Down a Rabbit Hole: The Importance of CI/CD
Open source developers working with Arm have to go down…
The Kunpeng 920 (Hi1620) is a high-performance ARM-based server CPU from Huawei built on a 7 nanometer process. The chip was designed by Huawei based on ARMv8 architecture license and features 64 cores running at up to 2.6 Ghz.
Samsung Electronics has announced that their Auto Eyxnos V9 chip will power the in-vehicle infotainment system on the next generation of Audi cars. The chip is built on an 8 nanometer process, and features eight of Arm’s A76 cores running at up to 2.1 GHz, plus a “safety island” core to the automotive ASIL-B standard and a Mali G76 GPU and a neural processing unit.
Willy Tarreau from HAProxy has a very nice writeup of the third generation of build farm he has built for compiling projects for arm64. The NanoPi-NEO4 based cluster is built around the Rockchip RK3399 SoC, featuring 2 Cortex A72 and 4 Cortex A53 cores. The build features a large heat sink and careful thermal engineering to enable the systems to be overclocked to 2.2 GHz on the big cores and 1.7 GHz on the small cores.
Johnny Mkhael is building a bare-metal ARM cluster designed to run Kubernetes and OpenFasS, backed by a RAID1 SSD and with a dedicated touch screen. He is using Alex Ellis’s “k8s on Raspbian” repository to guide the build, which is the basis for his “Build your own bare-metal ARM cluster” blog post.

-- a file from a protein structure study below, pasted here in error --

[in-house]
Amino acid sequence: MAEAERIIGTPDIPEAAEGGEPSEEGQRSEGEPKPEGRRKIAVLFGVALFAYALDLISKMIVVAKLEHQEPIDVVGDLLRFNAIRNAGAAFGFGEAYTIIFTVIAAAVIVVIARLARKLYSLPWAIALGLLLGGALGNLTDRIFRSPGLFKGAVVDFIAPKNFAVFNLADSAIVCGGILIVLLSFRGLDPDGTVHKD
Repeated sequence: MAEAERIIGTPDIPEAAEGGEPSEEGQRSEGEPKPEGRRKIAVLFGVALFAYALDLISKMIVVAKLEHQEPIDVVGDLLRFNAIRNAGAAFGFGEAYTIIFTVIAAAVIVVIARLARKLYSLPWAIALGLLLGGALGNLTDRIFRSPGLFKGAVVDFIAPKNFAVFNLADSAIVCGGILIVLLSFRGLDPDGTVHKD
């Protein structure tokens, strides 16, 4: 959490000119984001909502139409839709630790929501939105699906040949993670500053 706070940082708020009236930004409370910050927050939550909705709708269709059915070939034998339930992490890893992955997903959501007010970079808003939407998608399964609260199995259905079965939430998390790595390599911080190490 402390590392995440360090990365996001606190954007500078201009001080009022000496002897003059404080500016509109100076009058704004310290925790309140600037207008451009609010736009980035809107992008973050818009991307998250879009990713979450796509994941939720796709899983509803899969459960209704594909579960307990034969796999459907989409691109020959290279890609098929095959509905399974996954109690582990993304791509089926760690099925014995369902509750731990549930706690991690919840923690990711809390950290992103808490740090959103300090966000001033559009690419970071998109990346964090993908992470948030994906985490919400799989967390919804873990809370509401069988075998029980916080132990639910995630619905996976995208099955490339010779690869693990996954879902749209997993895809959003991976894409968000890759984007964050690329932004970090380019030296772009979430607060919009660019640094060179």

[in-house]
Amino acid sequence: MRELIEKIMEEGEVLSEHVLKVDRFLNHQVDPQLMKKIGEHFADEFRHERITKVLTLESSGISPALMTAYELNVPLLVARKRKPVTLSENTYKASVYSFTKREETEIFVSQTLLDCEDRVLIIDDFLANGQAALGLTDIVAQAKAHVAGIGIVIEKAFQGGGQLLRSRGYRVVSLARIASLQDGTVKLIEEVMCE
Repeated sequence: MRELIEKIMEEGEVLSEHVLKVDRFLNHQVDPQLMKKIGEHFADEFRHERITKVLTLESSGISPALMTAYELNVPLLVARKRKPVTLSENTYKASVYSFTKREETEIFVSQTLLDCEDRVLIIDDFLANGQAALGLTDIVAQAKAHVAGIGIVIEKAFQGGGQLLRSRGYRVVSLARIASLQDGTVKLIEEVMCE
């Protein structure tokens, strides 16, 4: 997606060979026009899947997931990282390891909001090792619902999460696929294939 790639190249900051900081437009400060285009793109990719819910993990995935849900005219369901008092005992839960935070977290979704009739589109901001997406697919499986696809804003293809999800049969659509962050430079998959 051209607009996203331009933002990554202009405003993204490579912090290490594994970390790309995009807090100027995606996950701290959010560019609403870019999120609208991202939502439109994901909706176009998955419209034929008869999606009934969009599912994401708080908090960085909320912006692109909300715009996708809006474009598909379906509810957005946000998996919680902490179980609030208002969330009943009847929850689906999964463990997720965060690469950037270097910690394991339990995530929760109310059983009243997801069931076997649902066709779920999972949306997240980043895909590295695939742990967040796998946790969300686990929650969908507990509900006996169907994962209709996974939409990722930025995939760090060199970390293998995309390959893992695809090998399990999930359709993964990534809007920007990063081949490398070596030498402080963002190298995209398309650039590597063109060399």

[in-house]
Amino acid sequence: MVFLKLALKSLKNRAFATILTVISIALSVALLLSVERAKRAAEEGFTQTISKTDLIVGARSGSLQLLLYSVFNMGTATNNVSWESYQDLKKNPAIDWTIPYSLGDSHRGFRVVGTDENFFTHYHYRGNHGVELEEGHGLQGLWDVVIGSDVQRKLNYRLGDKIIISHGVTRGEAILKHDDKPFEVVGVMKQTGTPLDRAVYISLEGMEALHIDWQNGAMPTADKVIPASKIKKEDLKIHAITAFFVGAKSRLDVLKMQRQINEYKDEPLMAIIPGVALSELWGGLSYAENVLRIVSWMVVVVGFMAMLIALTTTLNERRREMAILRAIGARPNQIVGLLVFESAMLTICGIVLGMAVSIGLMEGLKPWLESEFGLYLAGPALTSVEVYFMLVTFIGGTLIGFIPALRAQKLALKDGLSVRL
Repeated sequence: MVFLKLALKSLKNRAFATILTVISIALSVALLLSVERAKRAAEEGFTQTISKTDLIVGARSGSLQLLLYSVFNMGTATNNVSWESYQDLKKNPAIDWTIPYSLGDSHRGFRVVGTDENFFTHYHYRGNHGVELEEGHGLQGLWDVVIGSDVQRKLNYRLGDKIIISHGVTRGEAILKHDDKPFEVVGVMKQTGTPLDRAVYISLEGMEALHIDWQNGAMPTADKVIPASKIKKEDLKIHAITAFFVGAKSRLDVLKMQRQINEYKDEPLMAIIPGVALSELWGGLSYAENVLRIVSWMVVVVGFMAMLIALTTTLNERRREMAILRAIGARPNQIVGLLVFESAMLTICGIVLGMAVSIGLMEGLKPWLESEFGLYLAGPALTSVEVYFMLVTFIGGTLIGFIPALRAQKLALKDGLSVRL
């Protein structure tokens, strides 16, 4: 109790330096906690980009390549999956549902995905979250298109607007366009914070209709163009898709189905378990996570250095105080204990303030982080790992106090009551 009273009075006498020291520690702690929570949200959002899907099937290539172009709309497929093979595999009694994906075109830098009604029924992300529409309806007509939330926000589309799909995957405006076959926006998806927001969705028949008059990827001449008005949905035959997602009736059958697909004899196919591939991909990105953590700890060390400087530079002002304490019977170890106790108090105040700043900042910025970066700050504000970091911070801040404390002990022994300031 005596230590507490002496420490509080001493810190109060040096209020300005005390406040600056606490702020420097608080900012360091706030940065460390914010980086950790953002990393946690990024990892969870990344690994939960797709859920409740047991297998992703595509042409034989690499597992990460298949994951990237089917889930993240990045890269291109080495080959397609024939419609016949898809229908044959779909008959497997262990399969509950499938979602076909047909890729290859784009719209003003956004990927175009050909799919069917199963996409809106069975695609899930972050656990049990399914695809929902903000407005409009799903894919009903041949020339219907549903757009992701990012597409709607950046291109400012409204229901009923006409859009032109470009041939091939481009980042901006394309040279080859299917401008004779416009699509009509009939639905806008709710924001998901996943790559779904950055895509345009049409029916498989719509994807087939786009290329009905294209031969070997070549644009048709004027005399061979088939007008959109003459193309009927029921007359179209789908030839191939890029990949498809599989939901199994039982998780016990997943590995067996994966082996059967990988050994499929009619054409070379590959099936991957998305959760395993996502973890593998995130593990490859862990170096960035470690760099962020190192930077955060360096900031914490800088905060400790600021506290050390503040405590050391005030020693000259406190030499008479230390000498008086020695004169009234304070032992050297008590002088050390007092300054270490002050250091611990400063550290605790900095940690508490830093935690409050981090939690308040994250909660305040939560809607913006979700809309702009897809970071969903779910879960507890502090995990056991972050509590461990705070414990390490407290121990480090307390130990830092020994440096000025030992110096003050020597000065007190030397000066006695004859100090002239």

CNXsoft reviews the RK3399-based Rock Pi 4, a single-board computer in the form factor of a Raspberry Pi but with a 6-core processor and up to 4 GB of RAM. Operating systems supported include Armbian 5.67, Android, Ubuntu, and Debian.
The review notes that the Rock Pi 4 has several improvements in storage, memory, and disk interfaces over the beloved Raspberry Pi. While the board has the same shape as the Pi, cases for the Pi will have to be modified to accommodate the heat sink for the SoC on the back of the device.
Hackaday features Dane Gardner’s design for a Raspberry Pi Zero based remote control telescope. The system features remote computer control of a Celestron telescope mount. The Kstars open source astronomy software is combined with the INDI open library for telescope controls to make a powerful, affordable system. The Pi Zero is embedded inside the scope’s control handset, and can be controlled over Bluetooth with a suitable game controller.
Gardner’s approach does not completely depend on the computer system for use, so you can still haul out your scope into the field for direct observations when the automation is turned off.
The Apache Software Foundation announces the availability of Apache Bigtop 1.3.0. This distribution includes a set of “big data” packages, including updated versions of Hadoop, HBase, Hive, Spark, Solr, Flume, Kafka, GPDB and many others. The entire distribution supports arm64 systems and is packaged for easy use by Docker and container driven systems. Operating systems targeted are Centos 7, Fedora 26, Debian 9, Ubuntu 16.04 and OpenSUSE 42.3.
PowerShell Core is a cross-platform (Windows, Linux, and macOS) automation and configuration tool/framework that works well with your existing tools and is optimized for dealing with structured data (e.g. JSON, CSV, XML, etc.), REST APIs, and object models. It includes a command-line shell, an associated scripting language and a framework for processing cmdlets.
PowerShell 6.2.0 preview 3 features experimental support for 32-bit and 64-bit Windows on Arm as well as Linux support for both 32-bit and 64-bit Arm systems.
Dann Frazier from Canonical has a thorough writeup on installing Ubuntu OpenStack to arm64 servers using MAAS and Juju.